In the province of Aydın, just south of Izmir, Kuşadası is a popular holiday town on Turkey’s Aegean coast. It is located on one of the important coasts that connect Anatolia to the Mediterranean Sea. In antiquity, Kuşadası was known as Neopoli.

Today, Kuşadası hosts a modern cruise port. The port offers access to see gorgeous Ephesus, one of the world’s largest and most important ancient archaeological and religious sites, the House of the Virgin Mary, the Basilica of St. John, and peaceful Şirince, a small village famous for its wine and architecture.

Kuşadası hosts natural beauties alongside important historical sites. The Büyük Menderes Delta National Park is a huge natural reserve that is home to 209 different bird species and almost all plant species endemic to the region from Anatolia to the Caucasus.

From the cruise ship pier in Kuşadası Harbor, the town looks beautiful. Passengers can walk between cafés and shops, and climb to Kale district, inside the old city walls. The island of Güvercinada (Pigeon Island), connected to the mainland by a relatively narrow causeway, awaits visitors with a Genoese fortress.

The ancient port city of Kusadasi presents a perfect blend of sea, sun and the unspoilt beauty of nature. The outcome is a holiday destination that promises an unforgettable experience.


One of Turkey’s top tourist attractions, Ephesus is the most important and best preserved ancient city. It is an outstanding universal value of the world for all time, and its history dates back to 6000 BC.

The ancient city of Ephesus consists of temples, theatres, libraries, houses and statues.

The impressive Library of Celsus, the 24.000 capacity grand theatre, the Temple of Hadrian, the Temple of Artemis which is one of the seven wonders of the ancient world, the Terrace Houses of Roman nobles and the Cave of Seven Sleepers, the parliament building, commercial and state agoras, baths, city gates, monuments, fountains, public toilets and even a brothel are among the most magnificent archaeological sites in Ephesus.

Ephesus, which is one of the Seven Holly Churches mentioned in the Bible, particularly important for faith tourism.

Ephesus was inscribed on the UNESCO World Heritage List in 2015.


House of Virgin Mary is located on the top of the “Bulbul” mountain 9 km ahead of Ephesus, the shrine of Virgin Mary enjoys a marvelous atmosphere hidden in the green. It is the place where Mary may have spent her last days. Indeed, she may have come in the area together with Saint John, who spent several years in the area to spread Christianity. Mary preferred this remote place rather than living in crowded place.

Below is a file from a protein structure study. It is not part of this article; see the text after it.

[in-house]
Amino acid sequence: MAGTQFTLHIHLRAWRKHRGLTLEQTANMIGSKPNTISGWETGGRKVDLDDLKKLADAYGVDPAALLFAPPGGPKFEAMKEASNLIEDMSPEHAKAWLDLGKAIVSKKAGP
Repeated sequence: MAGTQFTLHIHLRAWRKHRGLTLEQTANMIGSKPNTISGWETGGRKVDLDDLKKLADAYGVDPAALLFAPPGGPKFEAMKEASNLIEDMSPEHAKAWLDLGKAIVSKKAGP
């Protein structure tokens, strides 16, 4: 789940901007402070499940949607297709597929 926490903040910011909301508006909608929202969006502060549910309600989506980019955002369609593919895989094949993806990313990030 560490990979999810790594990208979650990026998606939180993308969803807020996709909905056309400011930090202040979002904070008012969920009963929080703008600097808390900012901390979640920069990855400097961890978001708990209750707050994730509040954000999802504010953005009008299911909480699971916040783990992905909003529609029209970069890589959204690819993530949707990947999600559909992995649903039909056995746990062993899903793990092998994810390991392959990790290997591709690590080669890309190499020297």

The house of Virgin Mary is a typical Roman architectural example, entirely made of stones. In the 4th century AD, a church, combining her house and grave, has been built.  A front kitchen fell into ruins and has been restored in 1940’s. Today, only the central part and a room on the right of the altar are open to visitors. From there one can understand that this building looks more like a church than a house. Another interesting place is the “Water of Mary”, a source to be found at the exit of the church area and where a rather salt water, with curative properties, can be drunk by all.

Paul VI was the first pope to visit this place in the 1960’s. Later, in the 1980’s, during his visit, Pope John-Paul II declared the Shrine of Virgin Mary has a pilgrimage place for Christians. It is also visited by Muslims who recognize Mary as the mother of one of their prophets. Every year, on August 15th a ceremony is organized to commemorate Mary’s Assumption.


Sirince, which is one of the loveliest Aegean villages in Turkey, literally means cute and adorable. It is located within the borders of Izmir province. Set on a hillside above Selcuk town and within easy reach of the ruins at Ephesus, the village retains most of its lovely old wooden houses with their red tiled roofs. Up here the air feels fresh and the restaurants serve fruit flavored wines.

Sirince is a mesmerizing village and very different from other in the vicinity. Originally, the village was built by Greeks, but after the population exchange between Turkey and Greece in 1923, the Greeks who had to leave Anatolia were replaced by Turks from Thessalonica. Today the village prospers through agriculture (olive oil, wine, peach, apple, fig, walnut) and tourism. It is well protected and a rare and attractive example of Ottoman Turkish architecture.

Sirince is a village full of nostalgia with its locally produced wine, traditional cuisine and authentic life style. While walking around the village, you will feel as if you have stepped straight back into the 19th century.

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